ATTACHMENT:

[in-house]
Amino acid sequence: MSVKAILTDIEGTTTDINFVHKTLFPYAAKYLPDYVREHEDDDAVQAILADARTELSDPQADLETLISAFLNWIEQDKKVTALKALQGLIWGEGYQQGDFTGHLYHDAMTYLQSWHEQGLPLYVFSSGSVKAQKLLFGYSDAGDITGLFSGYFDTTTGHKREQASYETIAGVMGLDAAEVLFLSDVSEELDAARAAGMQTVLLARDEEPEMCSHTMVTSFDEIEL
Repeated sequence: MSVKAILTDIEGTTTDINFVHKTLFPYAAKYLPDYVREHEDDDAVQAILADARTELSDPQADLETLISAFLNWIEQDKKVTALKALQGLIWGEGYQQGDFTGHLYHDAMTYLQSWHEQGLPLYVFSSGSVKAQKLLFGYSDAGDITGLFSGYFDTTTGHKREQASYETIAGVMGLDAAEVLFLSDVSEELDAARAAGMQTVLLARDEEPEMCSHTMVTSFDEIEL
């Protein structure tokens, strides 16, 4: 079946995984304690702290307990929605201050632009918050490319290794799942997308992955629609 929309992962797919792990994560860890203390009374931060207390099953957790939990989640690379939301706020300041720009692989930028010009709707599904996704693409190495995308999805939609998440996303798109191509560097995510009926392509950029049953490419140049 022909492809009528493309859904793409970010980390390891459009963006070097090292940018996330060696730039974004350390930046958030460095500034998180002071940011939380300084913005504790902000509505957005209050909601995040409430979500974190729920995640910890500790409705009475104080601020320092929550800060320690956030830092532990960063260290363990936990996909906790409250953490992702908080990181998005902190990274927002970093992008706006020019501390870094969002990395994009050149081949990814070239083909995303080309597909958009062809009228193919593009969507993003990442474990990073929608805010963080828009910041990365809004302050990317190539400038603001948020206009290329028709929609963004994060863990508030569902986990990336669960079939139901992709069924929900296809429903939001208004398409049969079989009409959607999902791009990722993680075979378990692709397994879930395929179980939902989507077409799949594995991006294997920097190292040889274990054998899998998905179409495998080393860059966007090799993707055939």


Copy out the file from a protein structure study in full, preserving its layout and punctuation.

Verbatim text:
[in-house]
Amino acid sequence: MSVKAILTDIEGTTTDINFVHKTLFPYAAKYLPDYVREHEDDDAVQAILADARTELSDPQADLETLISAFLNWIEQDKKVTALKALQGLIWGEGYQQGDFTGHLYHDAMTYLQSWHEQGLPLYVFSSGSVKAQKLLFGYSDAGDITGLFSGYFDTTTGHKREQASYETIAGVMGLDAAEVLFLSDVSEELDAARAAGMQTVLLARDEEPEMCSHTMVTSFDEIEL
Repeated sequence: MSVKAILTDIEGTTTDINFVHKTLFPYAAKYLPDYVREHEDDDAVQAILADARTELSDPQADLETLISAFLNWIEQDKKVTALKALQGLIWGEGYQQGDFTGHLYHDAMTYLQSWHEQGLPLYVFSSGSVKAQKLLFGYSDAGDITGLFSGYFDTTTGHKREQASYETIAGVMGLDAAEVLFLSDVSEELDAARAAGMQTVLLARDEEPEMCSHTMVTSFDEIEL
């Protein structure tokens, strides 16, 4: 079946995984304690702290307990929605201050632009918050490319290794799942997308992955629609 929309992962797919792990994560860890203390009374931060207390099953957790939990989640690379939301706020300041720009692989930028010009709707599904996704693409190495995308999805939609998440996303798109191509560097995510009926392509950029049953490419140049 022909492809009528493309859904793409970010980390390891459009963006070097090292940018996330060696730039974004350390930046958030460095500034998180002071940011939380300084913005504790902000509505957005209050909601995040409430979500974190729920995640910890500790409705009475104080601020320092929550800060320690956030830092532990960063260290363990936990996909906790409250953490992702908080990181998005902190990274927002970093992008706006020019501390870094969002990395994009050149081949990814070239083909995303080309597909958009062809009228193919593009969507993003990442474990990073929608805010963080828009910041990365809004302050990317190539400038603001948020206009290329028709929609963004994060863990508030569902986990990336669960079939139901992709069924929900296809429903939001208004398409049969079989009409959607999902791009990722993680075979378990692709397994879930395929179980939902989507077409799949594995991006294997920097190292040889274990054998899998998905179409495998080393860059966007090799993707055939």